The risk of death related to each bleed is 10 percent to 15 percent. The chance of permanent brain damage is 20 percent to 30 percent. Each time blood leaks into the brain, normal brain tissue is damaged. This results in loss of normal function, which may be temporary or permanent. Some possible symptoms include arm or leg weakness/paralysis, or difficulty with speech, vision or memory. The amount of brain damage depends on how much blood has leaked from the AVM.
What functions does an AVM affect?
If an AVM bleeds, it can affect one or more normal body functions, depending on the location and extent of the brain injury. Different locations in the brain control different functions:
- Frontal lobe controls personality.
- Parietal lobe controls movement of the arms and legs.
- Temporal lobe controls speech, memory and understanding.
- Occipital lobe controls vision.
- The cerebellum controls walking and coordination.
- Ventricles control the secretion of cerebrospinal fluid.
- The brainstem controls the pathways from all of the above functions to the rest of the body.
Are there different types of brain AVMs?
All blood vessel malformations involving the brain and its surrounding structures are commonly referred to as AVMs. But several types exist:
- True arteriovenous malformation (AVM). This is the most common brain vascular malformation. It consists of a tangle of abnormal vessels connecting arteries and veins with no normal intervening brain tissue.
- Occult or cryptic AVM or cavernous malformations. This is a vascular malformation in the brain that doesn’t actively divert large amounts of blood. It may bleed and often produce seizures.
- Venous malformation. This is an abnormality only of the veins. The veins are either enlarged or appear in abnormal locations within the brain.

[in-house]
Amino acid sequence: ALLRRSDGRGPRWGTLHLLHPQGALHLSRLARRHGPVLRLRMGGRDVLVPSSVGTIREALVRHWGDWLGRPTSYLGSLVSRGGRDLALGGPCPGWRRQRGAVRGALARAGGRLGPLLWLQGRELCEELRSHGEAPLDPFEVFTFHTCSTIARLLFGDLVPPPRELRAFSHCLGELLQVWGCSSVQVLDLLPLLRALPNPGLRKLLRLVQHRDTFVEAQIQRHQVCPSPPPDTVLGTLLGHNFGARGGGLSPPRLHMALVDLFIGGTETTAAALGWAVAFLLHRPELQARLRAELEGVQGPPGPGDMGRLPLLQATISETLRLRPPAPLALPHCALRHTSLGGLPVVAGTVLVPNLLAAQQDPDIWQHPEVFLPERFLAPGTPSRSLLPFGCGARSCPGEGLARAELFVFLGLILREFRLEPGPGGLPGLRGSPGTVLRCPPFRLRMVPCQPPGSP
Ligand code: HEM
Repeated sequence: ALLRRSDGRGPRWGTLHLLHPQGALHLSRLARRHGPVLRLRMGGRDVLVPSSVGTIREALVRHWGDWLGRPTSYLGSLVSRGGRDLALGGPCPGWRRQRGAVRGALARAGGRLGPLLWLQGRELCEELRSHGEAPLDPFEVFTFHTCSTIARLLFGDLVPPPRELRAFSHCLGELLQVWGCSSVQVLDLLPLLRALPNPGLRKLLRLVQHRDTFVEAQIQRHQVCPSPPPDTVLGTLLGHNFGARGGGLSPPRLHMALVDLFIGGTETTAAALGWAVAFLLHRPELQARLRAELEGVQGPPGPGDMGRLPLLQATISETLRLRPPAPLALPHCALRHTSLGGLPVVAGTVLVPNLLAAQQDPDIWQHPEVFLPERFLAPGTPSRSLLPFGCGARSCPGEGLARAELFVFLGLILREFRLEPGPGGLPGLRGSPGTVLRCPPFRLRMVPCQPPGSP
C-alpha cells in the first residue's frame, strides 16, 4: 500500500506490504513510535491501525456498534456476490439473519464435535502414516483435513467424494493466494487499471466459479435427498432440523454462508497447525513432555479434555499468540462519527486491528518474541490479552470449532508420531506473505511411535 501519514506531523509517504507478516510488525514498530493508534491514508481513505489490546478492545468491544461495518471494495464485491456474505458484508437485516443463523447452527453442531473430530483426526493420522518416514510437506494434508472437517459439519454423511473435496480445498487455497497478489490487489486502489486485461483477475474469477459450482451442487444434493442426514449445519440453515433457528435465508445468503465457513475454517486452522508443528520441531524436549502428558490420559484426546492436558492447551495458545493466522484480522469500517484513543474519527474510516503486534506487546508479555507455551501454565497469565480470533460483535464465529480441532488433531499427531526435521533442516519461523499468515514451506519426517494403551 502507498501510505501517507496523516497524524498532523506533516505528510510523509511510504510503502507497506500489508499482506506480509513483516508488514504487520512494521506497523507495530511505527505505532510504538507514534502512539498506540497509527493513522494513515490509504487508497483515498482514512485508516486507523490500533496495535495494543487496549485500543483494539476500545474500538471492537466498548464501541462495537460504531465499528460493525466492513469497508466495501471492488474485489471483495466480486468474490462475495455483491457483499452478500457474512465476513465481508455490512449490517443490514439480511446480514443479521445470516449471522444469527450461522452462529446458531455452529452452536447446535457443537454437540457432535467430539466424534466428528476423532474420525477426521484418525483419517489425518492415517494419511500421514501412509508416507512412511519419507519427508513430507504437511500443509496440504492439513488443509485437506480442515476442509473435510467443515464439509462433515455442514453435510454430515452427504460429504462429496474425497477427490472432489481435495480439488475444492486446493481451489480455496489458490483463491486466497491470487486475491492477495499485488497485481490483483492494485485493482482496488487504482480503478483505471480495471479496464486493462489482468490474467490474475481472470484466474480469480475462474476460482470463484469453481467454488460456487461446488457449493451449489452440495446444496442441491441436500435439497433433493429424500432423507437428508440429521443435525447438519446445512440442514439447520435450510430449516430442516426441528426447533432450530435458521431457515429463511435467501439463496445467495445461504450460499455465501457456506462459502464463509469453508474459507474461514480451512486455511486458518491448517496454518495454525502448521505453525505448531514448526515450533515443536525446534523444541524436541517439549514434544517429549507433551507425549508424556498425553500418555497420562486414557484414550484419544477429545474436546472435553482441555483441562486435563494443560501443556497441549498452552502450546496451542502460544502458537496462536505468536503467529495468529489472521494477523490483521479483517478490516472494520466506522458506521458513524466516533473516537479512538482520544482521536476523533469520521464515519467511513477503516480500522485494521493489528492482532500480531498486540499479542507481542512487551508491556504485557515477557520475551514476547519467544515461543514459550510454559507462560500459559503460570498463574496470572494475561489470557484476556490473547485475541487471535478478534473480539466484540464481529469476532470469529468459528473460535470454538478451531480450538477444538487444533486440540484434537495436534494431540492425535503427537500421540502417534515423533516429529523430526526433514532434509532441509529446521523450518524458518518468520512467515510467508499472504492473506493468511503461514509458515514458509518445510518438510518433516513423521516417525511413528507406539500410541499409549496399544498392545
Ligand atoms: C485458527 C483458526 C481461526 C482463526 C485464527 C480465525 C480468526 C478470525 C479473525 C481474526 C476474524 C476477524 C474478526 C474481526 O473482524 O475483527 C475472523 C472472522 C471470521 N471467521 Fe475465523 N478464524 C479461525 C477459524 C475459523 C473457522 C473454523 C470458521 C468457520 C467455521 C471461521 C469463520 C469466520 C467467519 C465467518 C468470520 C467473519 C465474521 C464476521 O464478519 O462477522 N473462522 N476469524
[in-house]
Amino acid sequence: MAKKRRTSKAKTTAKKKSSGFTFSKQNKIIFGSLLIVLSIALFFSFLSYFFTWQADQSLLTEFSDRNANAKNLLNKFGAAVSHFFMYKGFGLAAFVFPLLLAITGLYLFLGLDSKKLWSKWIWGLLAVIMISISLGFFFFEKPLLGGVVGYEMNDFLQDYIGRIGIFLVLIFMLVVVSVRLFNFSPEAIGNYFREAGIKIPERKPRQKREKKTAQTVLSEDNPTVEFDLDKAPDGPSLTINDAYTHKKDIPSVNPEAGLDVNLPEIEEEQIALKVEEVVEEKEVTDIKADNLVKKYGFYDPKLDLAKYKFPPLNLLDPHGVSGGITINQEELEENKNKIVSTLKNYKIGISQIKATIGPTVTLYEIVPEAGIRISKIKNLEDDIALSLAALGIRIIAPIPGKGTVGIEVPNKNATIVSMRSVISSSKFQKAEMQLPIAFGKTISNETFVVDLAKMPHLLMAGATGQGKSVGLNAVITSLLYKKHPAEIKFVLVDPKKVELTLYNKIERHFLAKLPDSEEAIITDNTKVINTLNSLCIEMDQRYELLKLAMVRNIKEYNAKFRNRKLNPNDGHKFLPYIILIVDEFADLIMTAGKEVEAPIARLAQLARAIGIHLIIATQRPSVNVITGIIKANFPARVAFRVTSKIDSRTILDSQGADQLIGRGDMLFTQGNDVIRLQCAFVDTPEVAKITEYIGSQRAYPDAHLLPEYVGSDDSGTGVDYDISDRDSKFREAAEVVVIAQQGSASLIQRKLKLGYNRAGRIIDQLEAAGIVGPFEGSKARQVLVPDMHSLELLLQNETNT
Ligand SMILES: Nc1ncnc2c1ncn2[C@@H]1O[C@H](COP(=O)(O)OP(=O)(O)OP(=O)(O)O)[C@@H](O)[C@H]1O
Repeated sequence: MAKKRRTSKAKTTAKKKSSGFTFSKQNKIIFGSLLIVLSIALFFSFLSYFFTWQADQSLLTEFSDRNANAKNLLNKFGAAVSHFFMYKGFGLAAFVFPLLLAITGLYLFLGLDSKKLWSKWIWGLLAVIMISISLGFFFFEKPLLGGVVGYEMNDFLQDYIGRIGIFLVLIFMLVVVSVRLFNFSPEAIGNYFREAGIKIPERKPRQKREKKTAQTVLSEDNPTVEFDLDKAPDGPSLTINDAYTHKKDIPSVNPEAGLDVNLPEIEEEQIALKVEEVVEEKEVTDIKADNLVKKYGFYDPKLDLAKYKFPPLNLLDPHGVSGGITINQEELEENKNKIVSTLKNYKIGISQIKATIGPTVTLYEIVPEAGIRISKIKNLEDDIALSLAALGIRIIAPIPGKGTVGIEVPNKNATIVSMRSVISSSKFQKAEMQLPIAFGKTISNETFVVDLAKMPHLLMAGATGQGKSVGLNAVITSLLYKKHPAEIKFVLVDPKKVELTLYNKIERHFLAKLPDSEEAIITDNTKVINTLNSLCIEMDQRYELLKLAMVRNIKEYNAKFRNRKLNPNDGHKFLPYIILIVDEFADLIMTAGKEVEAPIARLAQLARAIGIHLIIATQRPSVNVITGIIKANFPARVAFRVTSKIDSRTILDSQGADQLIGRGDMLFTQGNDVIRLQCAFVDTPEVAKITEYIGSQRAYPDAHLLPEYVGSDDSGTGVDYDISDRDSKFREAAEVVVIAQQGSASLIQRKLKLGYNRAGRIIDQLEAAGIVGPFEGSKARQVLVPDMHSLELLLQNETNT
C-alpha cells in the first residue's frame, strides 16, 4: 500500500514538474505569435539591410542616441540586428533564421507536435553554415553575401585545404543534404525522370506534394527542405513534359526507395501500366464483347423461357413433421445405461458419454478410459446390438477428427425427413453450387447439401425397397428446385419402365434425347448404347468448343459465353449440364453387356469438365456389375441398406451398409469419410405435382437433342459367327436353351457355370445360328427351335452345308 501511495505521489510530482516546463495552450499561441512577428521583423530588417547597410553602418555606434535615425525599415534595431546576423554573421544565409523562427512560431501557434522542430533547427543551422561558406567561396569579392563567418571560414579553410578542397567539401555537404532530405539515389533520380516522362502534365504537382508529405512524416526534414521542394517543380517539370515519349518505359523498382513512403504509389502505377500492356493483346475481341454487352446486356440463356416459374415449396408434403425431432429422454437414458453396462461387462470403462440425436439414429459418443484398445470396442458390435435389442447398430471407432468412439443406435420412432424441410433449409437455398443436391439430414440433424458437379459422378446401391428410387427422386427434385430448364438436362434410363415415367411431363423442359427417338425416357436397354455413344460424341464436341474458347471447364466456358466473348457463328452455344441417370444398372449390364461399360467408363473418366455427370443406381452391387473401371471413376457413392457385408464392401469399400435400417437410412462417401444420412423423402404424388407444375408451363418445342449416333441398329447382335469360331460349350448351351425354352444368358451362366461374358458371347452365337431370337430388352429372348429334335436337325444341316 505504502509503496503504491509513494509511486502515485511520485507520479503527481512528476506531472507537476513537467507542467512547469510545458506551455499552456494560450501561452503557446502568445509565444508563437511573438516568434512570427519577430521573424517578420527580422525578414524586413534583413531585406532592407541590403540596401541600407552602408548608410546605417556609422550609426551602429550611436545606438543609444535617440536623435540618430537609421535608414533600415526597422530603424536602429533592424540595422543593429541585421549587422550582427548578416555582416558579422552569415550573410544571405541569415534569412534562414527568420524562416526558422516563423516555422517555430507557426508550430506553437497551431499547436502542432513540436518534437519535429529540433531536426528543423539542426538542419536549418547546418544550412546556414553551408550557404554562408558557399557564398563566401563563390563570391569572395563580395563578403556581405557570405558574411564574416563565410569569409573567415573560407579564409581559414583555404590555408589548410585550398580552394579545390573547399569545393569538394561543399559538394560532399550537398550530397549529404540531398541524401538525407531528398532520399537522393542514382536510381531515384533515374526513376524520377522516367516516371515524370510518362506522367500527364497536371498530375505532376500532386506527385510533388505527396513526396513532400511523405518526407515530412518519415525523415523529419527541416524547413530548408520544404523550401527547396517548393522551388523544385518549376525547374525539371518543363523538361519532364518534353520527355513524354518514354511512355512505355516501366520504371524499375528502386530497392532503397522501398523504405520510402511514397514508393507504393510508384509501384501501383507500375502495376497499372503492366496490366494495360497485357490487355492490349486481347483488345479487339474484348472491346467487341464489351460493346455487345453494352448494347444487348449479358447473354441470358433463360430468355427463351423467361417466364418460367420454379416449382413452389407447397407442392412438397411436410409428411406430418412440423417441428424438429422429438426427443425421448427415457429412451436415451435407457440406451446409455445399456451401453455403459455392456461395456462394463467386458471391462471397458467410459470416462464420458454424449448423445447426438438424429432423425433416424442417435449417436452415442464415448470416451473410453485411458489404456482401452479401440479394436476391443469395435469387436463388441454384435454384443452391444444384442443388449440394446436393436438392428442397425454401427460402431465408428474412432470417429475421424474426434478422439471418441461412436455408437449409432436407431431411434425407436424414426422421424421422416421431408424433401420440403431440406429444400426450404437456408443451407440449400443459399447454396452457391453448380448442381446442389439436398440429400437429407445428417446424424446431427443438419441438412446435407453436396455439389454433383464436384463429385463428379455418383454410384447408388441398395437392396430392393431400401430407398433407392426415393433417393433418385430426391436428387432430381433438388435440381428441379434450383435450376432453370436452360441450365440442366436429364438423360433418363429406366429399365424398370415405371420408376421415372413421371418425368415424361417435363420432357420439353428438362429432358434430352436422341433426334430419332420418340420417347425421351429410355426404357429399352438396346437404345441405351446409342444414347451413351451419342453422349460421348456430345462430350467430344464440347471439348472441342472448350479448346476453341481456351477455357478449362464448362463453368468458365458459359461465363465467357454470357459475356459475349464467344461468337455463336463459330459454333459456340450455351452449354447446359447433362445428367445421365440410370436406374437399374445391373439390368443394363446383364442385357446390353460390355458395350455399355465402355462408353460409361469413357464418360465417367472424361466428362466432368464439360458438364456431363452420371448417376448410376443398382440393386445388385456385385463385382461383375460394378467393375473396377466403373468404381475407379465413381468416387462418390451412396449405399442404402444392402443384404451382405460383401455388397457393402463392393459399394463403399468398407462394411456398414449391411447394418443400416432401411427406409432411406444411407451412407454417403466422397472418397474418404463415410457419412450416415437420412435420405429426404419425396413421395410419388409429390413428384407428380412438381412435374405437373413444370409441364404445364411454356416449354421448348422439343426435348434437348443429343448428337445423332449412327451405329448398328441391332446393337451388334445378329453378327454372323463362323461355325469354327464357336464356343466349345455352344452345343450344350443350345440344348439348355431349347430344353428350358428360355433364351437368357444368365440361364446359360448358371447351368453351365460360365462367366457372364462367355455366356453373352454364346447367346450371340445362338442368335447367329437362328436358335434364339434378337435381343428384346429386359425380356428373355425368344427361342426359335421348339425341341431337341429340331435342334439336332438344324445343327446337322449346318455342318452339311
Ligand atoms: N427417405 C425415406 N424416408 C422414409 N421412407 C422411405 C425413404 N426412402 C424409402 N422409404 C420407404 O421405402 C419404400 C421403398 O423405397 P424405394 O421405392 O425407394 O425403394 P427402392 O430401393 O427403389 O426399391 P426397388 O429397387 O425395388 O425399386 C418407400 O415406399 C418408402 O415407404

- Hemangioma. These are abnormal blood vessel structures usually found at the surface of the brain and on the skin or facial structures. These represent large and abnormal pockets of blood within normal tissue planes of the body.
- Dural fistula. The covering of the brain is called the “dura mater.” An abnormal connection between blood vessels that involve only this covering is called a dural fistula. Dural fistulas can occur in any part of the brain covering. Three kinds of dural fistulas are:
- Dural carotid cavernous sinus fistula. These occur behind the eye and usually cause symptoms because they divert too much blood toward the eye. Patients have eye swelling, decreased vision, redness and congestion of the eye. They often can hear a “swishing” noise.
- Transverse-Sigmoid sinus dural fistula. These occur behind the ear. Patients usually complain of hearing a continuous noise (bruit) that occurs with each heartbeat, local pain behind the ear, headaches and neck pain.
- Sagittal sinus and scalp dural fistula. These occur toward the top of the head. Patients complain of noise (bruit), headaches, and pain near the top of the head; they may have prominent blood vessels on the scalp and above the ear.
What is the best treatment for a dural fistula?